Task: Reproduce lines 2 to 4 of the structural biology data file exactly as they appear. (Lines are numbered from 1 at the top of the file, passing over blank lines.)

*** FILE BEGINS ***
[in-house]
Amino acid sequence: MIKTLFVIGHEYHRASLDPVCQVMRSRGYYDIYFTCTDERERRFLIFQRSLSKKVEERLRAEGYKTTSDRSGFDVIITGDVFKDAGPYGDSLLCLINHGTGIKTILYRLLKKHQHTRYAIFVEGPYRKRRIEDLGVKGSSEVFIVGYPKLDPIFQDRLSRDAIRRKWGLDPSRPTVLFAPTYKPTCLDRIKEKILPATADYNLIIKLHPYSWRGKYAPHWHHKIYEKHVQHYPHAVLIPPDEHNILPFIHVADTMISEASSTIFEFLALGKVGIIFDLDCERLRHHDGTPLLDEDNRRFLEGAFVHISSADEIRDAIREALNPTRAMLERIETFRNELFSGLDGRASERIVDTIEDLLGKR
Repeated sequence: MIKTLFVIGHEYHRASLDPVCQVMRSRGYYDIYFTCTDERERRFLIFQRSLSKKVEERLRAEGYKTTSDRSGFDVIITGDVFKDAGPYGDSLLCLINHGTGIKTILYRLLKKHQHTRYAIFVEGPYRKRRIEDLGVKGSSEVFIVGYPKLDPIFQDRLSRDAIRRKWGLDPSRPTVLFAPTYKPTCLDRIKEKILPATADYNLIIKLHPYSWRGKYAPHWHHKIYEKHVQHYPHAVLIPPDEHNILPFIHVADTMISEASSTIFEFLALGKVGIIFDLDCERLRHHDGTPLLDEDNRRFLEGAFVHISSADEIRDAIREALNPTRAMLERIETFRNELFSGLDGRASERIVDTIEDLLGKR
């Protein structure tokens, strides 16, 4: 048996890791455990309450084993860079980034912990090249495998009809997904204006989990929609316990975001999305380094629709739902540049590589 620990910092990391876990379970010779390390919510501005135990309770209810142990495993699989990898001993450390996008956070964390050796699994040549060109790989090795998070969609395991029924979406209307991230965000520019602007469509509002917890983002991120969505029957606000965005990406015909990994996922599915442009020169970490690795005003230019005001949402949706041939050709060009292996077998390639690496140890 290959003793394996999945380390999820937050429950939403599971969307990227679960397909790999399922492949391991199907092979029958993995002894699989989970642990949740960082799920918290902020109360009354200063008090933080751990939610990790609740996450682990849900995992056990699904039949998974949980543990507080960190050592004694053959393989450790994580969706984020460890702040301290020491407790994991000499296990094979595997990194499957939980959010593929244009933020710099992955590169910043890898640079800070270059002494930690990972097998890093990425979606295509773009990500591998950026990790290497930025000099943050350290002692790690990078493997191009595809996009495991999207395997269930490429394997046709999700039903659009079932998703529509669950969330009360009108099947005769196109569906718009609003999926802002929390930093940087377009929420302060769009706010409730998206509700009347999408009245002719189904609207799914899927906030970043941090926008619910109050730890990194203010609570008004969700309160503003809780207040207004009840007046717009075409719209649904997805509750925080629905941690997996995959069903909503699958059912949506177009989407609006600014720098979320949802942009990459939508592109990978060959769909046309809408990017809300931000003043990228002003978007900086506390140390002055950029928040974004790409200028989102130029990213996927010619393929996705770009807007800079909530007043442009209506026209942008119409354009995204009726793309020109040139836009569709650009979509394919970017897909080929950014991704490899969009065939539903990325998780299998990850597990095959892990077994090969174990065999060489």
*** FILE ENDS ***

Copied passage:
Amino acid sequence: MIKTLFVIGHEYHRASLDPVCQVMRSRGYYDIYFTCTDERERRFLIFQRSLSKKVEERLRAEGYKTTSDRSGFDVIITGDVFKDAGPYGDSLLCLINHGTGIKTILYRLLKKHQHTRYAIFVEGPYRKRRIEDLGVKGSSEVFIVGYPKLDPIFQDRLSRDAIRRKWGLDPSRPTVLFAPTYKPTCLDRIKEKILPATADYNLIIKLHPYSWRGKYAPHWHHKIYEKHVQHYPHAVLIPPDEHNILPFIHVADTMISEASSTIFEFLALGKVGIIFDLDCERLRHHDGTPLLDEDNRRFLEGAFVHISSADEIRDAIREALNPTRAMLERIETFRNELFSGLDGRASERIVDTIEDLLGKR
Repeated sequence: MIKTLFVIGHEYHRASLDPVCQVMRSRGYYDIYFTCTDERERRFLIFQRSLSKKVEERLRAEGYKTTSDRSGFDVIITGDVFKDAGPYGDSLLCLINHGTGIKTILYRLLKKHQHTRYAIFVEGPYRKRRIEDLGVKGSSEVFIVGYPKLDPIFQDRLSRDAIRRKWGLDPSRPTVLFAPTYKPTCLDRIKEKILPATADYNLIIKLHPYSWRGKYAPHWHHKIYEKHVQHYPHAVLIPPDEHNILPFIHVADTMISEASSTIFEFLALGKVGIIFDLDCERLRHHDGTPLLDEDNRRFLEGAFVHISSADEIRDAIREALNPTRAMLERIETFRNELFSGLDGRASERIVDTIEDLLGKR
């Protein structure tokens, strides 16, 4: 048996890791455990309450084993860079980034912990090249495998009809997904204006989990929609316990975001999305380094629709739902540049590589 620990910092990391876990379970010779390390919510501005135990309770209810142990495993699989990898001993450390996008956070964390050796699994040549060109790989090795998070969609395991029924979406209307991230965000520019602007469509509002917890983002991120969505029957606000965005990406015909990994996922599915442009020169970490690795005003230019005001949402949706041939050709060009292996077998390639690496140890 290959003793394996999945380390999820937050429950939403599971969307990227679960397909790999399922492949391991199907092979029958993995002894699989989970642990949740960082799920918290902020109360009354200063008090933080751990939610990790609740996450682990849900995992056990699904039949998974949980543990507080960190050592004694053959393989450790994580969706984020460890702040301290020491407790994991000499296990094979595997990194499957939980959010593929244009933020710099992955590169910043890898640079800070270059002494930690990972097998890093990425979606295509773009990500591998950026990790290497930025000099943050350290002692790690990078493997191009595809996009495991999207395997269930490429394997046709999700039903659009079932998703529509669950969330009360009108099947005769196109569906718009609003999926802002929390930093940087377009929420302060769009706010409730998206509700009347999408009245002719189904609207799914899927906030970043941090926008619910109050730890990194203010609570008004969700309160503003809780207040207004009840007046717009075409719209649904997805509750925080629905941690997996995959069903909503699958059912949506177009989407609006600014720098979320949802942009990459939508592109990978060959769909046309809408990017809300931000003043990228002003978007900086506390140390002055950029928040974004790409200028989102130029990213996927010619393929996705770009807007800079909530007043442009209506026209942008119409354009995204009726793309020109040139836009569709650009979509394919970017897909080929950014991704490899969009065939539903990325998780299998990850597990095959892990077994090969174990065999060489």